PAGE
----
Tippling through the ages

Among the few cultural traditions shared by human populations across time and geography is the abiding urge to make and consume alcoholic beverages. Alcohol was also one of the first medicines as well as a component of many early religious practices. But modern humans' choices are limited to a few alcoholic staples -- beer, wine, and "hard" liquor. Many of the beverages enjoyed by cultures past have been lost to the historical record. Patrick McGovern, a University of Pennsylvania researcher wh

Margaret Guthrie
Oct 29, 2009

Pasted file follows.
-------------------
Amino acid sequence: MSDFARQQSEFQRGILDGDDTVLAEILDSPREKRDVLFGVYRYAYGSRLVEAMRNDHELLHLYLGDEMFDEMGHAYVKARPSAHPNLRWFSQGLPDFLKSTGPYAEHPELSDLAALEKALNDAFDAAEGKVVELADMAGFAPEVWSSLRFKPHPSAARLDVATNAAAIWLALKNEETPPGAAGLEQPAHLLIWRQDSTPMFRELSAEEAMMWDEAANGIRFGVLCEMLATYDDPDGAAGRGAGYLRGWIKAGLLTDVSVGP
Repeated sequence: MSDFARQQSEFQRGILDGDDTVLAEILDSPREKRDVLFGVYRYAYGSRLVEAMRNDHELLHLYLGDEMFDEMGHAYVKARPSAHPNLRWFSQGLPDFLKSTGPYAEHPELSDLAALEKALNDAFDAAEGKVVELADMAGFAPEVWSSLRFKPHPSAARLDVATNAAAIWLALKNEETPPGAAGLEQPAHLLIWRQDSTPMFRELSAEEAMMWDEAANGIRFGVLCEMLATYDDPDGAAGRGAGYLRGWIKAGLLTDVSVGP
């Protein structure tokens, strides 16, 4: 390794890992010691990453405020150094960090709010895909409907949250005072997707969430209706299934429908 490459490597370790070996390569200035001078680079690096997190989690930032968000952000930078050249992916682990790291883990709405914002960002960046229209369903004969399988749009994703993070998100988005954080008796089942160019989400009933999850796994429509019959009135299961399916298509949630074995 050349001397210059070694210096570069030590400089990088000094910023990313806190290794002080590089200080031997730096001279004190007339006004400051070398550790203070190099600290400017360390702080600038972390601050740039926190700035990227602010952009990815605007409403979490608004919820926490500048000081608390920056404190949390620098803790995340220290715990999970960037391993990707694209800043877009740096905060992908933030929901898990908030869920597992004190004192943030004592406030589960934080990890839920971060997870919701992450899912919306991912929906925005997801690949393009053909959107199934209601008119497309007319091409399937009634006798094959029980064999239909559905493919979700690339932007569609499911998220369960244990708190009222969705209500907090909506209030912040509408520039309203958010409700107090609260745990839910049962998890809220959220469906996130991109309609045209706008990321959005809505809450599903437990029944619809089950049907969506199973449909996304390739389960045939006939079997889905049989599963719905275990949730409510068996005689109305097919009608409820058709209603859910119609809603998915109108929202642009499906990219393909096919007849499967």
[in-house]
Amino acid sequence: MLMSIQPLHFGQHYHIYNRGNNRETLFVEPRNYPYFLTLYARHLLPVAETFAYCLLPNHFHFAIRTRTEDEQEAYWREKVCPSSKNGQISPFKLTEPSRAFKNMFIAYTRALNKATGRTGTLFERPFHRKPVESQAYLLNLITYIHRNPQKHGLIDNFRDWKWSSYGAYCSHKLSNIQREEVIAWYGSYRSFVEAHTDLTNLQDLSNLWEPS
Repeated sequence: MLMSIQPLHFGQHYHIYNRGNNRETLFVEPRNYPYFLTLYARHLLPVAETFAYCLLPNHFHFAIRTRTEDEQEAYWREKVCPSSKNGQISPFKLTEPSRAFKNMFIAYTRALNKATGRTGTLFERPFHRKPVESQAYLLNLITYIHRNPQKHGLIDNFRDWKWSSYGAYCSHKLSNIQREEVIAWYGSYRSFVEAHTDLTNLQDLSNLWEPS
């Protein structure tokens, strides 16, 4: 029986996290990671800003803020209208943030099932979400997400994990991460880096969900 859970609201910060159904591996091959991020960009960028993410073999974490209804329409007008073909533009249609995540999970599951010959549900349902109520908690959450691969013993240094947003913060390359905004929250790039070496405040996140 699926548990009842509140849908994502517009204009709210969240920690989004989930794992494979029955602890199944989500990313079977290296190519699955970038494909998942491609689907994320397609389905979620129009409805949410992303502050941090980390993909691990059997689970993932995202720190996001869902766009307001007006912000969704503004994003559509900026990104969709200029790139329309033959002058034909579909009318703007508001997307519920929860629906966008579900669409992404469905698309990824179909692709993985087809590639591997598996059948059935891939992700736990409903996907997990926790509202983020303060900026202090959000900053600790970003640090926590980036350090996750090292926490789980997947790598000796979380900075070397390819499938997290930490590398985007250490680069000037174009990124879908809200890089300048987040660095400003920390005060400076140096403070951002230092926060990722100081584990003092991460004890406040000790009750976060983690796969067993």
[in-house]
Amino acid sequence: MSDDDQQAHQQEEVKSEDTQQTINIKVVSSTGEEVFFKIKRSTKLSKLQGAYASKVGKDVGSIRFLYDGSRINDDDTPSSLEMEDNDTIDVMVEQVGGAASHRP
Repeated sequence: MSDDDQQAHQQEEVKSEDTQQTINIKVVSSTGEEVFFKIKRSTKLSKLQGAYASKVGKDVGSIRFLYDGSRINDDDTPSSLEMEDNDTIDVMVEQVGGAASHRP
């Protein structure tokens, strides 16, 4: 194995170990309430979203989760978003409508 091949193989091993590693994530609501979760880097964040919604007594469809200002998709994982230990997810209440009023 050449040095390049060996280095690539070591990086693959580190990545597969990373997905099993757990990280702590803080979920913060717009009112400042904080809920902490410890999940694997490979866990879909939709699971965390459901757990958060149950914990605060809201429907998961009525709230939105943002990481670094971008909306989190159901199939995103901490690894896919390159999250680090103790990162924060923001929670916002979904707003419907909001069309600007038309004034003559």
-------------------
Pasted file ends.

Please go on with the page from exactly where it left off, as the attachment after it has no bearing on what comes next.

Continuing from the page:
Among the few cultural traditions shared by human populations across time and geography is the abiding urge to make and consume alcoholic beverages. Alcohol was also one of the first medicines as well as a component of many early religious practices. But modern humans' choices are limited to a few alcoholic staples -- beer, wine, and "hard" liquor. Many of the beverages enjoyed by cultures past have been lost to the historical record. Patrick McGovern, a University of Pennsylvania researcher who describes himself as a biomolecular archeologist, and linkurl:Sam Calagione,;http://www.dogfish.com/company/dogfish-way/our-people.htm founder and president of Delaware-based Dogfish Head Brewery, aim to rescue some of these forgotten brews using a mixture of science and craftsmanship. The story of their collaboration began, McGovern said at a recent lecture at the University of Pennsylvania Museum of Anthropology and Archaeology, with the discovery of a burial mound -- called a tumulus -- marking the eternal...